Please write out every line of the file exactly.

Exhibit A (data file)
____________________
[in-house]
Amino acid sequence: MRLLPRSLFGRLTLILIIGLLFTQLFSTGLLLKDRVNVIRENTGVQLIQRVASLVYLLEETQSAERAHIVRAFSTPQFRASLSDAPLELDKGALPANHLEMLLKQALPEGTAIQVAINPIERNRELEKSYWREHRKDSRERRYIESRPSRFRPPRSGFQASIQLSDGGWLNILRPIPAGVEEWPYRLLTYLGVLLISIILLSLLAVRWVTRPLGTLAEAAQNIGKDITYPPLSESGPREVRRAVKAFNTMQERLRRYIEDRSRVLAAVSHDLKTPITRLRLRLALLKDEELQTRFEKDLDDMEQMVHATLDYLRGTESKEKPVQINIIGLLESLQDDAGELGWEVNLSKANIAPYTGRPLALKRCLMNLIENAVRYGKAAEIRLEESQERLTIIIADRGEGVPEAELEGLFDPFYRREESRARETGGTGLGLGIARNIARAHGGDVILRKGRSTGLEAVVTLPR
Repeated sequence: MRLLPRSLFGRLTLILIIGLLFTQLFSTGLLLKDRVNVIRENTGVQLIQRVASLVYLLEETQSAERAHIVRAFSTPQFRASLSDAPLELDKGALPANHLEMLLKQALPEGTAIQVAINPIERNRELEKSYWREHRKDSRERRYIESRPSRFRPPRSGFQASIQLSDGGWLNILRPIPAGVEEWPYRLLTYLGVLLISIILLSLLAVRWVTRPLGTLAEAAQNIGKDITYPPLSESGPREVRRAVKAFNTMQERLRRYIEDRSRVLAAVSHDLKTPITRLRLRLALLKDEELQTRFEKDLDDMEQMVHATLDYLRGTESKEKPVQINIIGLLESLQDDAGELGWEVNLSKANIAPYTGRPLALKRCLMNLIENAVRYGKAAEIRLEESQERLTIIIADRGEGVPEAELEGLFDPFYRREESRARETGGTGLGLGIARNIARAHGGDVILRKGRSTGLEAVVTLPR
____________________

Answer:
[in-house]
Amino acid sequence: MRLLPRSLFGRLTLILIIGLLFTQLFSTGLLLKDRVNVIRENTGVQLIQRVASLVYLLEETQSAERAHIVRAFSTPQFRASLSDAPLELDKGALPANHLEMLLKQALPEGTAIQVAINPIERNRELEKSYWREHRKDSRERRYIESRPSRFRPPRSGFQASIQLSDGGWLNILRPIPAGVEEWPYRLLTYLGVLLISIILLSLLAVRWVTRPLGTLAEAAQNIGKDITYPPLSESGPREVRRAVKAFNTMQERLRRYIEDRSRVLAAVSHDLKTPITRLRLRLALLKDEELQTRFEKDLDDMEQMVHATLDYLRGTESKEKPVQINIIGLLESLQDDAGELGWEVNLSKANIAPYTGRPLALKRCLMNLIENAVRYGKAAEIRLEESQERLTIIIADRGEGVPEAELEGLFDPFYRREESRARETGGTGLGLGIARNIARAHGGDVILRKGRSTGLEAVVTLPR
Repeated sequence: MRLLPRSLFGRLTLILIIGLLFTQLFSTGLLLKDRVNVIRENTGVQLIQRVASLVYLLEETQSAERAHIVRAFSTPQFRASLSDAPLELDKGALPANHLEMLLKQALPEGTAIQVAINPIERNRELEKSYWREHRKDSRERRYIESRPSRFRPPRSGFQASIQLSDGGWLNILRPIPAGVEEWPYRLLTYLGVLLISIILLSLLAVRWVTRPLGTLAEAAQNIGKDITYPPLSESGPREVRRAVKAFNTMQERLRRYIEDRSRVLAAVSHDLKTPITRLRLRLALLKDEELQTRFEKDLDDMEQMVHATLDYLRGTESKEKPVQINIIGLLESLQDDAGELGWEVNLSKANIAPYTGRPLALKRCLMNLIENAVRYGKAAEIRLEESQERLTIIIADRGEGVPEAELEGLFDPFYRREESRARETGGTGLGLGIARNIARAHGGDVILRKGRSTGLEAVVTLPR